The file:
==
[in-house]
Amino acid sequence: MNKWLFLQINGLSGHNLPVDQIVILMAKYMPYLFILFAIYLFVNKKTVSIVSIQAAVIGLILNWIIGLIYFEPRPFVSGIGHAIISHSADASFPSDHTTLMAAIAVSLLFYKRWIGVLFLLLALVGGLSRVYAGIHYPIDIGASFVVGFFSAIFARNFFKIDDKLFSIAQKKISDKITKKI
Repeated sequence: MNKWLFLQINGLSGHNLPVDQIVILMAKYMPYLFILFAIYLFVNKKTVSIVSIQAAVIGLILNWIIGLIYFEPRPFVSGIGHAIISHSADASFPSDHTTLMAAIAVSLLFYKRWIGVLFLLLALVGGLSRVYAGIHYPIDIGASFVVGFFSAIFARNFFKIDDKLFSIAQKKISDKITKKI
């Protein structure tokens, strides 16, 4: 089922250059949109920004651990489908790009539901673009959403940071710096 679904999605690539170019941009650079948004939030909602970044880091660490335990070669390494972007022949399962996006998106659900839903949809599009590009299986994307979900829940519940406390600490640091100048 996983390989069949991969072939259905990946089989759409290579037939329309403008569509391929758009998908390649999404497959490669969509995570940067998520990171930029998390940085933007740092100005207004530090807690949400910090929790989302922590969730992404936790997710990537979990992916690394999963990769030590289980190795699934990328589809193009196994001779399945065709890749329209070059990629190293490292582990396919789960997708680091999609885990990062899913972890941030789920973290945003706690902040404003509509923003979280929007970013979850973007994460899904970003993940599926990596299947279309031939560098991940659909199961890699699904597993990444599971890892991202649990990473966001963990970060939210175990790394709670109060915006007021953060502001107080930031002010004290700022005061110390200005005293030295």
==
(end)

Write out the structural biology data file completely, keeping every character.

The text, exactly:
[in-house]
Amino acid sequence: MNKWLFLQINGLSGHNLPVDQIVILMAKYMPYLFILFAIYLFVNKKTVSIVSIQAAVIGLILNWIIGLIYFEPRPFVSGIGHAIISHSADASFPSDHTTLMAAIAVSLLFYKRWIGVLFLLLALVGGLSRVYAGIHYPIDIGASFVVGFFSAIFARNFFKIDDKLFSIAQKKISDKITKKI
Repeated sequence: MNKWLFLQINGLSGHNLPVDQIVILMAKYMPYLFILFAIYLFVNKKTVSIVSIQAAVIGLILNWIIGLIYFEPRPFVSGIGHAIISHSADASFPSDHTTLMAAIAVSLLFYKRWIGVLFLLLALVGGLSRVYAGIHYPIDIGASFVVGFFSAIFARNFFKIDDKLFSIAQKKISDKITKKI
């Protein structure tokens, strides 16, 4: 089922250059949109920004651990489908790009539901673009959403940071710096 679904999605690539170019941009650079948004939030909602970044880091660490335990070669390494972007022949399962996006998106659900839903949809599009590009299986994307979900829940519940406390600490640091100048 996983390989069949991969072939259905990946089989759409290579037939329309403008569509391929758009998908390649999404497959490669969509995570940067998520990171930029998390940085933007740092100005207004530090807690949400910090929790989302922590969730992404936790997710990537979990992916690394999963990769030590289980190795699934990328589809193009196994001779399945065709890749329209070059990629190293490292582990396919789960997708680091999609885990990062899913972890941030789920973290945003706690902040404003509509923003979280929007970013979850973007994460899904970003993940599926990596299947279309031939560098991940659909199961890699699904597993990444599971890892991202649990990473966001963990970060939210175990790394709670109060915006007021953060502001107080930031002010004290700022005061110390200005005293030295």